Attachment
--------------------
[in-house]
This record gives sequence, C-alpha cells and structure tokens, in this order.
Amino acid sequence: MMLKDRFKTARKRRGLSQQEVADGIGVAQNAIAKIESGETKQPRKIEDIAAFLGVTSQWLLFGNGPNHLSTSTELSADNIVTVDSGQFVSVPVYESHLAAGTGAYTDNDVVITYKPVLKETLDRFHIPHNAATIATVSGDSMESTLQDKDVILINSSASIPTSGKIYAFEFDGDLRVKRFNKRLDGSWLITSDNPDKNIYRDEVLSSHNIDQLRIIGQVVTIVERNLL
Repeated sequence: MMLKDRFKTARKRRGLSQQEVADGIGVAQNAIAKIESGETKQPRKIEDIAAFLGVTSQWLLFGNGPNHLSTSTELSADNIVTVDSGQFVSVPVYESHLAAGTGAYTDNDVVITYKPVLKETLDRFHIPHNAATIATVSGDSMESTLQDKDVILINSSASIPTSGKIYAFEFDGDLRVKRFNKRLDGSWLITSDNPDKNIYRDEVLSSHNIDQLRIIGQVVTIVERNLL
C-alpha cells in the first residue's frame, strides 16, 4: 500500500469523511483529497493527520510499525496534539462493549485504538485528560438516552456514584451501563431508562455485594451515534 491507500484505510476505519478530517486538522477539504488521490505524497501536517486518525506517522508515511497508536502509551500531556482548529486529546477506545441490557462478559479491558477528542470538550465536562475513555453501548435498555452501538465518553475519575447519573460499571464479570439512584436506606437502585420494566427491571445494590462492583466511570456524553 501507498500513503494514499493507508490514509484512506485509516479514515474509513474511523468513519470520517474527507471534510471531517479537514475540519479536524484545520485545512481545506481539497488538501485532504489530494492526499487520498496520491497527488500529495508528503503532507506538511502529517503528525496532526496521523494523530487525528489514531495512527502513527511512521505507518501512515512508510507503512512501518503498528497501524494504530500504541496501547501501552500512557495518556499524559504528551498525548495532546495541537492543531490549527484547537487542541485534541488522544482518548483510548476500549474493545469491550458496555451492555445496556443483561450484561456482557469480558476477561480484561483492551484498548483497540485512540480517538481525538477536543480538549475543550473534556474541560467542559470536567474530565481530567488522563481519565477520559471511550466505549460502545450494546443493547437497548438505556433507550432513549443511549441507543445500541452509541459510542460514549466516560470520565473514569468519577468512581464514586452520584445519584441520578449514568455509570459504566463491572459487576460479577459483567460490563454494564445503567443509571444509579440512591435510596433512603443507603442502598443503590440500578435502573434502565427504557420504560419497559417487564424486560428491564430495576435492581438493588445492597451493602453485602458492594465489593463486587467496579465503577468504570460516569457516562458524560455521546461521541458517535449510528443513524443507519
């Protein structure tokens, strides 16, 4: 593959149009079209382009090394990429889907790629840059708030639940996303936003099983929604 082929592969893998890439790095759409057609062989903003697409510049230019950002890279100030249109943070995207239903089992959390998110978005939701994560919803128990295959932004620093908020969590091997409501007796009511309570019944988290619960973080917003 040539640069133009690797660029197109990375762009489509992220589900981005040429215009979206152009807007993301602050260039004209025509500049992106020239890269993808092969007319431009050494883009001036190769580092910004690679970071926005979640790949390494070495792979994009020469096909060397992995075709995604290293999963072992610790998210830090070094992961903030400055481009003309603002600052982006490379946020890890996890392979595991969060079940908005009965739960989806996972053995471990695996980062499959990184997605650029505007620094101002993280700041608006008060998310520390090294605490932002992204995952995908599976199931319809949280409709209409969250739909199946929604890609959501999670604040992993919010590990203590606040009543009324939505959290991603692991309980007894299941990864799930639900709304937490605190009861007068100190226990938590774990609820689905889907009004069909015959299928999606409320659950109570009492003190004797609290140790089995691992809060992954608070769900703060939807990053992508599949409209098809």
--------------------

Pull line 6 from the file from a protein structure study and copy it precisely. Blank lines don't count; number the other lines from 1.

């Protein structure tokens, strides 16, 4: 593959149009079209382009090394990429889907790629840059708030639940996303936003099983929604 082929592969893998890439790095759409057609062989903003697409510049230019950002890279100030249109943070995207239903089992959390998110978005939701994560919803128990295959932004620093908020969590091997409501007796009511309570019944988290619960973080917003 040539640069133009690797660029197109990375762009489509992220589900981005040429215009979206152009807007993301602050260039004209025509500049992106020239890269993808092969007319431009050494883009001036190769580092910004690679970071926005979640790949390494070495792979994009020469096909060397992995075709995604290293999963072992610790998210830090070094992961903030400055481009003309603002600052982006490379946020890890996890392979595991969060079940908005009965739960989806996972053995471990695996980062499959990184997605650029505007620094101002993280700041608006008060998310520390090294605490932002992204995952995908599976199931319809949280409709209409969250739909199946929604890609959501999670604040992993919010590990203590606040009543009324939505959290991603692991309980007894299941990864799930639900709304937490605190009861007068100190226990938590774990609820689905889907009004069909015959299928999606409320659950109570009492003190004797609290140790089995691992809060992954608070769900703060939807990053992508599949409209098809």